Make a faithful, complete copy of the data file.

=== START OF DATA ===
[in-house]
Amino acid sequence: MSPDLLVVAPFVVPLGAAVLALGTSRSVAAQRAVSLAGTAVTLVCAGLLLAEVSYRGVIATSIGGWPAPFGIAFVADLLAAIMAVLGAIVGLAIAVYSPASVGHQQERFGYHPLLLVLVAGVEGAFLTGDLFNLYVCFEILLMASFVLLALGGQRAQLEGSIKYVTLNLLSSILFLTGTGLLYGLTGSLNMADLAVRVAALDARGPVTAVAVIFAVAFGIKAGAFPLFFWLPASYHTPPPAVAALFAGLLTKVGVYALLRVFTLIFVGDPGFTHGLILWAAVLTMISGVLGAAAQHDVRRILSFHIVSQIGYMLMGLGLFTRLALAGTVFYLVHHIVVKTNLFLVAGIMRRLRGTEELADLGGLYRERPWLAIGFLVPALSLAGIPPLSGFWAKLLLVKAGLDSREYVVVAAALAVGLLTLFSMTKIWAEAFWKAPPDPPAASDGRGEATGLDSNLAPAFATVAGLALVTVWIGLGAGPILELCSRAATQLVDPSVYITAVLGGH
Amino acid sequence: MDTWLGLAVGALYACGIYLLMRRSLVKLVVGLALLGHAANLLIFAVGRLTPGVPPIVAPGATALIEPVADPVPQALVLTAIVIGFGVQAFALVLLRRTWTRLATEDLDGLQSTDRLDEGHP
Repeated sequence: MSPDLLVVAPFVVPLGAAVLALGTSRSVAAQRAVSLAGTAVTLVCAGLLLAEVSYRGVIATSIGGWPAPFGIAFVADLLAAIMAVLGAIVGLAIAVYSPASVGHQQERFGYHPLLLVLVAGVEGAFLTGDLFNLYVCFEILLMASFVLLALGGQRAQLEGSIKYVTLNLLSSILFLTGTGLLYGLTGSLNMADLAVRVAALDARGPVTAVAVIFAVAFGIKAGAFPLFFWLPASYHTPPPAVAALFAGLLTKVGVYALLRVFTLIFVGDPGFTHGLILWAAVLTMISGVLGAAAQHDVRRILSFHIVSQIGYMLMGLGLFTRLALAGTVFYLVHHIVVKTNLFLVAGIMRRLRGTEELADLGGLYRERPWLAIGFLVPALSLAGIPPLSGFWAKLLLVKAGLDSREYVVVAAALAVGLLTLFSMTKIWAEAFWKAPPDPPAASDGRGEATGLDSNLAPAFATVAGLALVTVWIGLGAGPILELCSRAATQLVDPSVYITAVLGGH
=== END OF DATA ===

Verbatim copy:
[in-house]
Amino acid sequence: MSPDLLVVAPFVVPLGAAVLALGTSRSVAAQRAVSLAGTAVTLVCAGLLLAEVSYRGVIATSIGGWPAPFGIAFVADLLAAIMAVLGAIVGLAIAVYSPASVGHQQERFGYHPLLLVLVAGVEGAFLTGDLFNLYVCFEILLMASFVLLALGGQRAQLEGSIKYVTLNLLSSILFLTGTGLLYGLTGSLNMADLAVRVAALDARGPVTAVAVIFAVAFGIKAGAFPLFFWLPASYHTPPPAVAALFAGLLTKVGVYALLRVFTLIFVGDPGFTHGLILWAAVLTMISGVLGAAAQHDVRRILSFHIVSQIGYMLMGLGLFTRLALAGTVFYLVHHIVVKTNLFLVAGIMRRLRGTEELADLGGLYRERPWLAIGFLVPALSLAGIPPLSGFWAKLLLVKAGLDSREYVVVAAALAVGLLTLFSMTKIWAEAFWKAPPDPPAASDGRGEATGLDSNLAPAFATVAGLALVTVWIGLGAGPILELCSRAATQLVDPSVYITAVLGGH
Amino acid sequence: MDTWLGLAVGALYACGIYLLMRRSLVKLVVGLALLGHAANLLIFAVGRLTPGVPPIVAPGATALIEPVADPVPQALVLTAIVIGFGVQAFALVLLRRTWTRLATEDLDGLQSTDRLDEGHP
Repeated sequence: MSPDLLVVAPFVVPLGAAVLALGTSRSVAAQRAVSLAGTAVTLVCAGLLLAEVSYRGVIATSIGGWPAPFGIAFVADLLAAIMAVLGAIVGLAIAVYSPASVGHQQERFGYHPLLLVLVAGVEGAFLTGDLFNLYVCFEILLMASFVLLALGGQRAQLEGSIKYVTLNLLSSILFLTGTGLLYGLTGSLNMADLAVRVAALDARGPVTAVAVIFAVAFGIKAGAFPLFFWLPASYHTPPPAVAALFAGLLTKVGVYALLRVFTLIFVGDPGFTHGLILWAAVLTMISGVLGAAAQHDVRRILSFHIVSQIGYMLMGLGLFTRLALAGTVFYLVHHIVVKTNLFLVAGIMRRLRGTEELADLGGLYRERPWLAIGFLVPALSLAGIPPLSGFWAKLLLVKAGLDSREYVVVAAALAVGLLTLFSMTKIWAEAFWKAPPDPPAASDGRGEATGLDSNLAPAFATVAGLALVTVWIGLGAGPILELCSRAATQLVDPSVYITAVLGGH